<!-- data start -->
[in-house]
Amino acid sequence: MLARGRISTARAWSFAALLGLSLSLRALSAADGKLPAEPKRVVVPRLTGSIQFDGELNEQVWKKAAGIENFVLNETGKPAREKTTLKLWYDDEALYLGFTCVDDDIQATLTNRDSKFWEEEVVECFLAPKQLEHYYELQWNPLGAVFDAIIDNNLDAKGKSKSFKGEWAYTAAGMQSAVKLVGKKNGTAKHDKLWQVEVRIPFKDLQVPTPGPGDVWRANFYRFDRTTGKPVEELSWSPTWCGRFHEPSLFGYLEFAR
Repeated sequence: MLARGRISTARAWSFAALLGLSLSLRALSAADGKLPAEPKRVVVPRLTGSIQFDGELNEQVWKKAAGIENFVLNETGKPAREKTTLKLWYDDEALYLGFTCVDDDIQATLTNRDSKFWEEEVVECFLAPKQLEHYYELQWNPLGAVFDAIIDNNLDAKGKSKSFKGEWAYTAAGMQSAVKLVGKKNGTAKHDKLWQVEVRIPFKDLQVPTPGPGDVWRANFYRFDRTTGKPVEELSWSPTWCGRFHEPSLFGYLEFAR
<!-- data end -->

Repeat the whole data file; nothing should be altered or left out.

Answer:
[in-house]
Amino acid sequence: MLARGRISTARAWSFAALLGLSLSLRALSAADGKLPAEPKRVVVPRLTGSIQFDGELNEQVWKKAAGIENFVLNETGKPAREKTTLKLWYDDEALYLGFTCVDDDIQATLTNRDSKFWEEEVVECFLAPKQLEHYYELQWNPLGAVFDAIIDNNLDAKGKSKSFKGEWAYTAAGMQSAVKLVGKKNGTAKHDKLWQVEVRIPFKDLQVPTPGPGDVWRANFYRFDRTTGKPVEELSWSPTWCGRFHEPSLFGYLEFAR
Repeated sequence: MLARGRISTARAWSFAALLGLSLSLRALSAADGKLPAEPKRVVVPRLTGSIQFDGELNEQVWKKAAGIENFVLNETGKPAREKTTLKLWYDDEALYLGFTCVDDDIQATLTNRDSKFWEEEVVECFLAPKQLEHYYELQWNPLGAVFDAIIDNNLDAKGKSKSFKGEWAYTAAGMQSAVKLVGKKNGTAKHDKLWQVEVRIPFKDLQVPTPGPGDVWRANFYRFDRTTGKPVEELSWSPTWCGRFHEPSLFGYLEFAR